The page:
Maximum Living Gardening Tips for Spring
As the days start to get a little warmer, it’s now time to start making preparations for the transition from winter to spring.
While it’s still cool, plant your cold-weather crops such as leafy greens like lettuce, collards, spinach, kale, cabbage, etc., root veggies like beets and carrots, broccoli and cauliflower, and peas. You want to get these planted and matured in cool weather before the summer heat arrives. Planting these too late can lead to more bitter taste or can lead to crops skipping the flowering stage altogether.
Later in the month, start planting summer crops like tomatoes, peppers, corn, snap peas, melons, cucumbers and squashes. If you live in a colder climate, you might want to hold off until later in the spring to plant these crops.
After the final frost of the season, it is safe to plant your spring flowers such as crocuses, Crocuses, Lilies, Daisies, Petunias, Daffodils, Marigolds, Tulips, Roses and Snapdragons that will bring beautiful and vibrant colors to your garden space throughout the spring and beyond.
Lawn & General
As the weather warms, rake back the mulching from the base of perennials, shrubs and trees to allow the soil to heat up. Lastly, in late March or early April, fertilize your lawn.
Spring is officially here, and there is a lot to do in the garden and around the yard, especially in areas where cold snaps are no longer a threat to your plants. Your spring flowers are beginning to blossom into an explosion of vibrant colors, all the while, your various crops need to be sown or tended to for a successful harvest later in the year.
Enjoy your beautiful spring bulb flowers while they last. Once the flowers begin to wilt, clip the stems close to the ground, but allow the leaves to keep growing. Plant bright perennials to blend in with the leftover bulb leaves that will start to wither.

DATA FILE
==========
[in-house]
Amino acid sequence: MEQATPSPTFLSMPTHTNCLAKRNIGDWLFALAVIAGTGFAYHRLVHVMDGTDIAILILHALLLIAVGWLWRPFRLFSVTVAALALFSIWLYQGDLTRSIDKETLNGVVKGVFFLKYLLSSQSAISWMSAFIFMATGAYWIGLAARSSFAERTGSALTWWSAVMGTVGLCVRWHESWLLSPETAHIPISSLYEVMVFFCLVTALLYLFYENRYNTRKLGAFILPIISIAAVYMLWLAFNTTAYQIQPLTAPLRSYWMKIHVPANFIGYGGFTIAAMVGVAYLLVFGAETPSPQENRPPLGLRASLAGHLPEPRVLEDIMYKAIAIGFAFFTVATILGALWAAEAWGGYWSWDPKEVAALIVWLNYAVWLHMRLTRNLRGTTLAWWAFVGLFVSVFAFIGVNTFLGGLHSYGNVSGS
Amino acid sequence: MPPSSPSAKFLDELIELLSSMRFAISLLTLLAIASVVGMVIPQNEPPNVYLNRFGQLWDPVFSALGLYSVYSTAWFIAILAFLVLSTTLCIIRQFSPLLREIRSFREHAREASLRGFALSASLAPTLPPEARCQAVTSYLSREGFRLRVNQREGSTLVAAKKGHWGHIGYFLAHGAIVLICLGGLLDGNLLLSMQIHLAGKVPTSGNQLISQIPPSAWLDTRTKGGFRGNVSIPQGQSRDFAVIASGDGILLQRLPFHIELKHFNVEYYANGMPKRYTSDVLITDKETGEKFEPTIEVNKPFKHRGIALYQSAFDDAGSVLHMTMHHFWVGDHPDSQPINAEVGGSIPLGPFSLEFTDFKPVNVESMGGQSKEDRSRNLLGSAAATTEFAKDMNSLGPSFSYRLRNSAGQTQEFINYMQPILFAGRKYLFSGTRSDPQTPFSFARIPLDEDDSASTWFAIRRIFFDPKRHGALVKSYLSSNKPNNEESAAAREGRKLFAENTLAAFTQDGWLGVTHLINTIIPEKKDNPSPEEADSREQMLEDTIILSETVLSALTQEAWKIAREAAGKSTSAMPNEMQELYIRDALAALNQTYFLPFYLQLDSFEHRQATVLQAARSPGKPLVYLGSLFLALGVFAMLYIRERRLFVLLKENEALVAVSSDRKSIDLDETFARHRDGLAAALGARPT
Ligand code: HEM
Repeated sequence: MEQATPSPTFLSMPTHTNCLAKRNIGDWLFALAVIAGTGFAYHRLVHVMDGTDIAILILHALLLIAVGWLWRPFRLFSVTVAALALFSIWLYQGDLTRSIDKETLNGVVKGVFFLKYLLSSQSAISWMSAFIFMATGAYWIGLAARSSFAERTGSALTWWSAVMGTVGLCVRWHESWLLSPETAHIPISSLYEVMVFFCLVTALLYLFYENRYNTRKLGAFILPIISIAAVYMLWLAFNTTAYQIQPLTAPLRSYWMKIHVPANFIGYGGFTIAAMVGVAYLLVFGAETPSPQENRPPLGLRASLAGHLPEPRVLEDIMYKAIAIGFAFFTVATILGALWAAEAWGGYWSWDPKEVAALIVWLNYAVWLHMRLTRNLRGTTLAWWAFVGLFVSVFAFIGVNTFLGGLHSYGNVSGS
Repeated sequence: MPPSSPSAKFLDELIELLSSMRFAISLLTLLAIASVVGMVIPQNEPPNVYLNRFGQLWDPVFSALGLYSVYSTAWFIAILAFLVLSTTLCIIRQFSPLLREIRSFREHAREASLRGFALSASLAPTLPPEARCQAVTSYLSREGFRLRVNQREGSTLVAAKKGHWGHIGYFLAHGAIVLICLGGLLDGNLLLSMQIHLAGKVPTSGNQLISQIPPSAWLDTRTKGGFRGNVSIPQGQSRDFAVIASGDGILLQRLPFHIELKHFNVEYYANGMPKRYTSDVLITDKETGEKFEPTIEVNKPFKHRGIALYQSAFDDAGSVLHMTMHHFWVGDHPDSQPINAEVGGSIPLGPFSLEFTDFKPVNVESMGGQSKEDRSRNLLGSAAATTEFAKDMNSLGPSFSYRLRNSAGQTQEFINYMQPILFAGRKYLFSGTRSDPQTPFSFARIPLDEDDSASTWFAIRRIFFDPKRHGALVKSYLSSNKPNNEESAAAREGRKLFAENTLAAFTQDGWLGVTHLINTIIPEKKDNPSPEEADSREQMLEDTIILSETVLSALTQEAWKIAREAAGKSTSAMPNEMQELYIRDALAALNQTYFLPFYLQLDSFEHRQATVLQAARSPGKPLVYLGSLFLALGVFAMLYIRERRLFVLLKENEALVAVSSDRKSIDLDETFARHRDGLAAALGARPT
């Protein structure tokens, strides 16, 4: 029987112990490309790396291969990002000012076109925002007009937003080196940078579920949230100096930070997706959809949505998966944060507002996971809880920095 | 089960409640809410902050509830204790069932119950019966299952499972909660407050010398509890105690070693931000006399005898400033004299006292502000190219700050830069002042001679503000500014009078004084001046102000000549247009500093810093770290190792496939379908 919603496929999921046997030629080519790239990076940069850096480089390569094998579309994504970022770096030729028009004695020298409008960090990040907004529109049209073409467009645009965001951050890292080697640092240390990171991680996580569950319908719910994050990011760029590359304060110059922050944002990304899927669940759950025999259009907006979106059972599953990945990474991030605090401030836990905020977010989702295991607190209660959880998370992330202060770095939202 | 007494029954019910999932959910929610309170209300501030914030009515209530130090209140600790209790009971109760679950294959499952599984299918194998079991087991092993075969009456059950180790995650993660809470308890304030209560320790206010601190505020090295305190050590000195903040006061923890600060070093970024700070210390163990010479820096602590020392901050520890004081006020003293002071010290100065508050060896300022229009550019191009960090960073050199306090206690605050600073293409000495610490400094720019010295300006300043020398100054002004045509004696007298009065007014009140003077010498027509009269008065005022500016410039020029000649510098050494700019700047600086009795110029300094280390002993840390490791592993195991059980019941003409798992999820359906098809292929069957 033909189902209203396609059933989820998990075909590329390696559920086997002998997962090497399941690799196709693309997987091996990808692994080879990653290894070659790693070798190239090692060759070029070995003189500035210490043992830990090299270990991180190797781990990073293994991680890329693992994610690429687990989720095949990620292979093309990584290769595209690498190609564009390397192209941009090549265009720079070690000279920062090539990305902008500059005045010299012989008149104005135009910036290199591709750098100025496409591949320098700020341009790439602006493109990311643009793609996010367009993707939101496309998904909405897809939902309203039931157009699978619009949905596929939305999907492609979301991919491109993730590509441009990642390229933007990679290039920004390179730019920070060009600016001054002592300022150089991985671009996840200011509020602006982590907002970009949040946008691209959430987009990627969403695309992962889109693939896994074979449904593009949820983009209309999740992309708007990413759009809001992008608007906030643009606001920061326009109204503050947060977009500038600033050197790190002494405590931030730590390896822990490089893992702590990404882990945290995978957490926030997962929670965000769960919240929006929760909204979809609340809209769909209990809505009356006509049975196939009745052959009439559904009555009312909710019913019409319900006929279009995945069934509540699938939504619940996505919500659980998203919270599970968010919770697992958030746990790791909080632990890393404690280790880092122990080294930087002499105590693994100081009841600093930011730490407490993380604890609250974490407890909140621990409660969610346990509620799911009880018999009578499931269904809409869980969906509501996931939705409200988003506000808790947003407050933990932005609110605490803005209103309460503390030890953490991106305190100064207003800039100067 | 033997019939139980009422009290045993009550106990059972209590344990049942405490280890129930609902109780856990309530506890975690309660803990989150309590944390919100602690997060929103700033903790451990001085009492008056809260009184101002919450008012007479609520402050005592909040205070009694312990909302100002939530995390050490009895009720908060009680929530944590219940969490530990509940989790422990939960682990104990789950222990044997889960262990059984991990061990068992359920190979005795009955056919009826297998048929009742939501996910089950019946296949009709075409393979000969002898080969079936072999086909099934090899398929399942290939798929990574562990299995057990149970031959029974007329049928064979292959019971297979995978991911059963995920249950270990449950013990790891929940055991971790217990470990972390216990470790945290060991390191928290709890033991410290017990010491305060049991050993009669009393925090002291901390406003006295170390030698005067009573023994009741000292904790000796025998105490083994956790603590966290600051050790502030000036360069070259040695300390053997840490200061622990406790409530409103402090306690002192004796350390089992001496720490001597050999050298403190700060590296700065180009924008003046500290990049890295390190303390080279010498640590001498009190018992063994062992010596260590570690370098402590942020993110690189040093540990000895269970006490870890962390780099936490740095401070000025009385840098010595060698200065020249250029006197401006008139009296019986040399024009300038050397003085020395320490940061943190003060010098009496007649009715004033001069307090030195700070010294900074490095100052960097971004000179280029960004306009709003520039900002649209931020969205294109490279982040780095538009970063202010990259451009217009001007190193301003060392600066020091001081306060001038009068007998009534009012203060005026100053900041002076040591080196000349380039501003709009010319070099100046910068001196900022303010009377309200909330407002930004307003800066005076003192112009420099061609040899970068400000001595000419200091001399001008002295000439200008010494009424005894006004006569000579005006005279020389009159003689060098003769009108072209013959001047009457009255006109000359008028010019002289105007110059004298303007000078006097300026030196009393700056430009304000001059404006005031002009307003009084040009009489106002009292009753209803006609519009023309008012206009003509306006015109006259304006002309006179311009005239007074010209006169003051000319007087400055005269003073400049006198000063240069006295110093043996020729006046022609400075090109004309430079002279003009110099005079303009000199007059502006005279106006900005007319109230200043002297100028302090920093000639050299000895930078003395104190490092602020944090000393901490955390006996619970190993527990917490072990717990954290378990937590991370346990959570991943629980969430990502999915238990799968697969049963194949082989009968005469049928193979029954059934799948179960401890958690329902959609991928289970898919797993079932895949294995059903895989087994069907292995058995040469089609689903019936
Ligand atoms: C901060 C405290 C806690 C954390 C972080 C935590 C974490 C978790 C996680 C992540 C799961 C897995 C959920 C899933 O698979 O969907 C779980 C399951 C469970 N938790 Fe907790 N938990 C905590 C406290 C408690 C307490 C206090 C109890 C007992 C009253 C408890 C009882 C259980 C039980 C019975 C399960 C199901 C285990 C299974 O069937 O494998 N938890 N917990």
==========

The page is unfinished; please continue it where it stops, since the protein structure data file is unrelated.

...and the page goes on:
If you haven’t already, now is the time to get your cold-weather crops planted (Peas, carrots, onions, radishes, broccoli, cauliflower, and all your leafy greens). I like to stagger the sowing of my greens every week or so in order to elongate the harvest season. It would be a shame for all your lettuces to arrive all at once, and much of it goes to waste because you can’t eat it all in a week. Also, VARIETY is key! Plant many different types of lettuce in order to have a beautiful and diverse salad to serve friends and family!
Depending on your climate, it may be time to plant your warm-weather crops like tomatoes, peppers, corn, cucumbers, squashes and eggplants. In more frigid areas where frost is still a concern, put this of until that threat passes, or you can consider using frost blankets, plant protectors, etc.
If your soil is warm, then it is also a great time to start planting herbs outside. You can find seedlings at nearly any major grocery store or home improvement store like Lowe’s or Home Depot (or you can order them below). Cilantro, mint, chives, parsley, oregano, and rosemary are all great additions to your garden and your cuisine!
As soon as your spring-blooming flowers begin to fade, be sure to trim the shrubs left behind. Don't wait too long, as you do not want to accidentally clip next year’s buds. Also, be sure to complete any other pruning you may have been putting off over the past few months.
For your lawn, and other areas where you won’t be planting seeds, you may want to use some weed killer. Be careful though, as these will disrupt seed germination, so keep the weed killer away from areas where seeds are being planted or any bed of self-seeding annuals.